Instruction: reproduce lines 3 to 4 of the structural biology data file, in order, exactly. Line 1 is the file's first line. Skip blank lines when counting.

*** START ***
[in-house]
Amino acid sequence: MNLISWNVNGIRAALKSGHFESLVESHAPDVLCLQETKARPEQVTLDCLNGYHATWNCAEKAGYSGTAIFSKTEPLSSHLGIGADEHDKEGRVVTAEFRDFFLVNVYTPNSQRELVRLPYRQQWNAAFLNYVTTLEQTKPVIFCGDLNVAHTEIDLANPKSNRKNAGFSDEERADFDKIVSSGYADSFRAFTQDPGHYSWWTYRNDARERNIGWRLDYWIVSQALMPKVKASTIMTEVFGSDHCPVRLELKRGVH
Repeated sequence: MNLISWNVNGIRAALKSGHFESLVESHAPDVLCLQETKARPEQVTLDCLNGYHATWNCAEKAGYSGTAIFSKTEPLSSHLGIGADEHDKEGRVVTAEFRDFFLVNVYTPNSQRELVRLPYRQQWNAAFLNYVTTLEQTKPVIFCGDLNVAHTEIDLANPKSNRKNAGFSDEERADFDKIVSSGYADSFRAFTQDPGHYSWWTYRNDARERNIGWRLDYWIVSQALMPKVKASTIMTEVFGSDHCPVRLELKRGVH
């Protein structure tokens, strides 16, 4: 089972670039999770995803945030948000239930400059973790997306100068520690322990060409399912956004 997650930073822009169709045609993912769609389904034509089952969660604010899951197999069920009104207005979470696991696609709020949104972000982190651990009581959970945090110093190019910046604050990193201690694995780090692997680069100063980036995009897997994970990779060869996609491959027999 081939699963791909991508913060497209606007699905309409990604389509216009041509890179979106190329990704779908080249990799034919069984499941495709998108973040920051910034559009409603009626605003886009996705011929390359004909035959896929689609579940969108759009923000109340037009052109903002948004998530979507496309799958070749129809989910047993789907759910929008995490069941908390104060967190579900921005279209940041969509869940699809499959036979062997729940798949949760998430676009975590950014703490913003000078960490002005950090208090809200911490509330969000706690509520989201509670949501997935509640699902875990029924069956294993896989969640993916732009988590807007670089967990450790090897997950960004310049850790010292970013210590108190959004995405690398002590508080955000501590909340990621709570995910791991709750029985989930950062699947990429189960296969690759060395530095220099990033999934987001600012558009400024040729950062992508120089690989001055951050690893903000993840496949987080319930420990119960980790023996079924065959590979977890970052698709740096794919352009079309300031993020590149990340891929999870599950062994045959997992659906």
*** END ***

Repeated sequence: MNLISWNVNGIRAALKSGHFESLVESHAPDVLCLQETKARPEQVTLDCLNGYHATWNCAEKAGYSGTAIFSKTEPLSSHLGIGADEHDKEGRVVTAEFRDFFLVNVYTPNSQRELVRLPYRQQWNAAFLNYVTTLEQTKPVIFCGDLNVAHTEIDLANPKSNRKNAGFSDEERADFDKIVSSGYADSFRAFTQDPGHYSWWTYRNDARERNIGWRLDYWIVSQALMPKVKASTIMTEVFGSDHCPVRLELKRGVH
């Protein structure tokens, strides 16, 4: 089972670039999770995803945030948000239930400059973790997306100068520690322990060409399912956004 997650930073822009169709045609993912769609389904034509089952969660604010899951197999069920009104207005979470696991696609709020949104972000982190651990009581959970945090110093190019910046604050990193201690694995780090692997680069100063980036995009897997994970990779060869996609491959027999 081939699963791909991508913060497209606007699905309409990604389509216009041509890179979106190329990704779908080249990799034919069984499941495709998108973040920051910034559009409603009626605003886009996705011929390359004909035959896929689609579940969108759009923000109340037009052109903002948004998530979507496309799958070749129809989910047993789907759910929008995490069941908390104060967190579900921005279209940041969509869940699809499959036979062997729940798949949760998430676009975590950014703490913003000078960490002005950090208090809200911490509330969000706690509520989201509670949501997935509640699902875990029924069956294993896989969640993916732009988590807007670089967990450790090897997950960004310049850790010292970013210590108190959004995405690398002590508080955000501590909340990621709570995910791991709750029985989930950062699947990429189960296969690759060395530095220099990033999934987001600012558009400024040729950062992508120089690989001055951050690893903000993840496949987080319930420990119960980790023996079924065959590979977890970052698709740096794919352009079309300031993020590149990340891929999870599950062994045959997992659906």